Channelpedia

PubMed 18669919


Referenced in Channelpedia wiki pages of: none

Automatically associated channels: Kir2.1 , Kir2.3 , Slo1



Title: RXP-E: a connexin43-binding peptide that prevents action potential propagation block.

Authors: Rebecca Lewandowski, Kristina Procida, Ravi Vaidyanathan, Wanda Coombs, José Jalife, Morten S Nielsen, Steven M Taffet, Mario Delmar

Journal, date & volume: Circ. Res., 2008 Aug 29 , 103, 519-26

PubMed link: http://www.ncbi.nlm.nih.gov/pubmed/18669919


Abstract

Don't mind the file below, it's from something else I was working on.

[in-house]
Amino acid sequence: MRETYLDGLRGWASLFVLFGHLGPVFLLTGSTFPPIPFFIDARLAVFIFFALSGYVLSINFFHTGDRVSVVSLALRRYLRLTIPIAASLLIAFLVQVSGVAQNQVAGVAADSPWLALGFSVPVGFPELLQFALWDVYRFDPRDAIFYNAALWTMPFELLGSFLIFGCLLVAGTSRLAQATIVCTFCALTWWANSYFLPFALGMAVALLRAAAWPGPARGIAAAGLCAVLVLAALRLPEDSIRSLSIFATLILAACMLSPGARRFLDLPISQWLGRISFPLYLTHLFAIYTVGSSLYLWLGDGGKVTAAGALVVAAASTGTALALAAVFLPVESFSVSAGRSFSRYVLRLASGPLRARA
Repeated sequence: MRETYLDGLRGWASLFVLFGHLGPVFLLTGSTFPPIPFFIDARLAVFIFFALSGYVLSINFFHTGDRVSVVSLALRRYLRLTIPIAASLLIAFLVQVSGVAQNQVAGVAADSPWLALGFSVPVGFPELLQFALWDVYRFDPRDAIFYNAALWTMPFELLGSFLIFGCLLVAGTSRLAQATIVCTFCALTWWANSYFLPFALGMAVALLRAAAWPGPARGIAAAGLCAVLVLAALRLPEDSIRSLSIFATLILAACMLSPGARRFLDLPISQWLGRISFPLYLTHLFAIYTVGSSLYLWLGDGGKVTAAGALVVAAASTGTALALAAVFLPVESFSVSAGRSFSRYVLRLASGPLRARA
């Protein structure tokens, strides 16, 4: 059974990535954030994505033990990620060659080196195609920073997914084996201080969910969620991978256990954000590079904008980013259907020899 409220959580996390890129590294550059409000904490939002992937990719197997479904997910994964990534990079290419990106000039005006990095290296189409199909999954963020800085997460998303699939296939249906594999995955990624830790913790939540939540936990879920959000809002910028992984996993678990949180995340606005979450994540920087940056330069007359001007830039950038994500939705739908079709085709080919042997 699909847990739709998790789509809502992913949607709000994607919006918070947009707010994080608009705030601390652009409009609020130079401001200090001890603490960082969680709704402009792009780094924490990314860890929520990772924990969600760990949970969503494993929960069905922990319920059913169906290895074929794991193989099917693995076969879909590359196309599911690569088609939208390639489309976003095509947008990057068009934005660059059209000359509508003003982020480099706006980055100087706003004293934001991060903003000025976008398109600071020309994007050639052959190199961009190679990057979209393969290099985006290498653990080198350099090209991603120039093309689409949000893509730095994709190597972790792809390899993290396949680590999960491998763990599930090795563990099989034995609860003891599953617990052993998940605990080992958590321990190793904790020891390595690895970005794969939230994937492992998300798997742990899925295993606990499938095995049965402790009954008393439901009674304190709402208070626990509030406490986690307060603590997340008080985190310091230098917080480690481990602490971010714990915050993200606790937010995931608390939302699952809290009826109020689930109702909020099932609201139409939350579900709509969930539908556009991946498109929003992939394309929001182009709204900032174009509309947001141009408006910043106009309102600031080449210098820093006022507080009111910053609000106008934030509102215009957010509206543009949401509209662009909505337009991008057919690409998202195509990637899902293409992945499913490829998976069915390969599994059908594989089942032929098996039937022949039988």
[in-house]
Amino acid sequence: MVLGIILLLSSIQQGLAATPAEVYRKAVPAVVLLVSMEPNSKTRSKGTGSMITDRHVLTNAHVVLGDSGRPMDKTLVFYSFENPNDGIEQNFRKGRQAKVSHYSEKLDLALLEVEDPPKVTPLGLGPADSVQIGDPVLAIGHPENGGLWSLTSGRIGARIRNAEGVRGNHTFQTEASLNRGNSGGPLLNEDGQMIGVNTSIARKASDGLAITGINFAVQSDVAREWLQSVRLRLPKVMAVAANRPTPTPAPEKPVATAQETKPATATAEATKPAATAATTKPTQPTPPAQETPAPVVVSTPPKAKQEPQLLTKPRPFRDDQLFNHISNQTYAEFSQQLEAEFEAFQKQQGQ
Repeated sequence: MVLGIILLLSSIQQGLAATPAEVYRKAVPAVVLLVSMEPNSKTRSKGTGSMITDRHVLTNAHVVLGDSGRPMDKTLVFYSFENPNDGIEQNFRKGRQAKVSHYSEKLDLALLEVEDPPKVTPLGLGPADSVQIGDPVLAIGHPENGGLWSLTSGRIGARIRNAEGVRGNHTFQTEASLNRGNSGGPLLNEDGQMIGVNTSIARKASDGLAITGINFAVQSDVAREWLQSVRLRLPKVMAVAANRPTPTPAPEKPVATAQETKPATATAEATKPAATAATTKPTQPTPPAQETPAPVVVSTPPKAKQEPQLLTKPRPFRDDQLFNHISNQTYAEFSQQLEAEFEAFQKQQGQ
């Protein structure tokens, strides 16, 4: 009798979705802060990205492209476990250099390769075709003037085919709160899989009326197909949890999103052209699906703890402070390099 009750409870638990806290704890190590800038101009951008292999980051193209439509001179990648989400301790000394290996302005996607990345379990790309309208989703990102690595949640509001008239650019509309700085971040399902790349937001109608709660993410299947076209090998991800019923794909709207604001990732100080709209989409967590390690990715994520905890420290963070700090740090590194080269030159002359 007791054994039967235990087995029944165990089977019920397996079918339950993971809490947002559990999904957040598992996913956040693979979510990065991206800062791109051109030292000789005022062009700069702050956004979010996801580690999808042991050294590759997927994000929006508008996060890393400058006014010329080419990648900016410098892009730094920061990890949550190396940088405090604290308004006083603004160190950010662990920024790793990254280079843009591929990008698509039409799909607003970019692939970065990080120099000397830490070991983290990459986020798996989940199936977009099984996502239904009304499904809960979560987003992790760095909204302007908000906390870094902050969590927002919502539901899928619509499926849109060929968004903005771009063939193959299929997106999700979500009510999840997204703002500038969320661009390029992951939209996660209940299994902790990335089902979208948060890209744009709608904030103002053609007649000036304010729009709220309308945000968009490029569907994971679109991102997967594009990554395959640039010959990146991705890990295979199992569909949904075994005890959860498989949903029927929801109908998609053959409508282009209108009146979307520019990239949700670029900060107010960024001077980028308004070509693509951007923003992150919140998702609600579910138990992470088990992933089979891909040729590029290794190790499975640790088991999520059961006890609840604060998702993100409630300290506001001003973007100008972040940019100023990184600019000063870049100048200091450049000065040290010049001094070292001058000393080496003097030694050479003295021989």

Gap junctions provide a low-resistance pathway for cardiac electric propagation. The role of GJ regulation in arrhythmia is unclear, partly because of limited availability of pharmacological tools. Recently, we showed that a peptide called "RXP-E" binds to the carboxyl terminal of connexin43 and prevents chemically induced uncoupling in connexin43-expressing N2a cells. Here, pull-down experiments show RXP-E binding to adult cardiac connexin43. Patch-clamp studies revealed that RXP-E prevented heptanol-induced and acidification-induced uncoupling in pairs of neonatal rat ventricular myocytes. Separately, RXP-E was concatenated to a cytoplasmic transduction peptide (CTP) for cytoplasmic translocation (CTP-RXP-E). The effect of RXP-E on action potential propagation was assessed by high-resolution optical mapping in monolayers of neonatal rat ventricular myocytes, containing approximately 20% of randomly distributed myofibroblasts. In contrast to control experiments, when heptanol (2 mmol/L) was added to the superfusate of monolayers loaded with CTP-RXP-E, action potential propagation was maintained, albeit at a slower velocity. Similarly, intracellular acidification (pH(i) 6.2) caused a loss of action potential propagation in control monolayers; however, propagation was maintained in CTP-RXP-E-treated cells, although at a slower rate. Patch-clamp experiments revealed that RXP-E did not prevent heptanol-induced block of sodium currents, nor did it alter voltage dependence or amplitude of Kir2.1/Kir2.3 currents. RXP-E is the first synthetic molecule known to: (1) bind cardiac connexin43; (2) prevent heptanol and acidification-induced uncoupling of cardiac gap junctions; and (3) preserve action potential propagation among cardiac myocytes. RXP-E can be used to characterize the role of gap junctions in the function of multicellular systems, including the heart.